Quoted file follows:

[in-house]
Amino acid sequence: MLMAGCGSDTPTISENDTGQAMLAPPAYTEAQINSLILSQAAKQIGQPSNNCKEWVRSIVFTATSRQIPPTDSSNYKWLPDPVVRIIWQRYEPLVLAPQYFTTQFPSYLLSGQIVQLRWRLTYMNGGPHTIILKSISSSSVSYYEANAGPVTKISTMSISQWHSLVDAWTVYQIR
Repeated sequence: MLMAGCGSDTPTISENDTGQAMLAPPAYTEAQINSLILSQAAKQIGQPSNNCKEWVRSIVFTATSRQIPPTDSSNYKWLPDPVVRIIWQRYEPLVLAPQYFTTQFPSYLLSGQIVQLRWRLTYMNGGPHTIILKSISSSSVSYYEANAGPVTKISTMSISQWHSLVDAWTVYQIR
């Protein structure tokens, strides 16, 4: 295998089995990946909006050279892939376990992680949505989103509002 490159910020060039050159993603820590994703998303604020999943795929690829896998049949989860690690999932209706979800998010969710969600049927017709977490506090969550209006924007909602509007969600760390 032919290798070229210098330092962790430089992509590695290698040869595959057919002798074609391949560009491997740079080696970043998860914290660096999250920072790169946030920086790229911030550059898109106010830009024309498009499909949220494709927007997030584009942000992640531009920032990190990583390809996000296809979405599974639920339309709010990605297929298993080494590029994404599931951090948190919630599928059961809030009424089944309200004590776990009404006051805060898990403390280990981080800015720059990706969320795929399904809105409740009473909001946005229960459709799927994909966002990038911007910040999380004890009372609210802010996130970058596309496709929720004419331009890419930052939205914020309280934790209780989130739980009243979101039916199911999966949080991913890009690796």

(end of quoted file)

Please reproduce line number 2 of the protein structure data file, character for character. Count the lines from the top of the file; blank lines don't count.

Amino acid sequence: MLMAGCGSDTPTISENDTGQAMLAPPAYTEAQINSLILSQAAKQIGQPSNNCKEWVRSIVFTATSRQIPPTDSSNYKWLPDPVVRIIWQRYEPLVLAPQYFTTQFPSYLLSGQIVQLRWRLTYMNGGPHTIILKSISSSSVSYYEANAGPVTKISTMSISQWHSLVDAWTVYQIR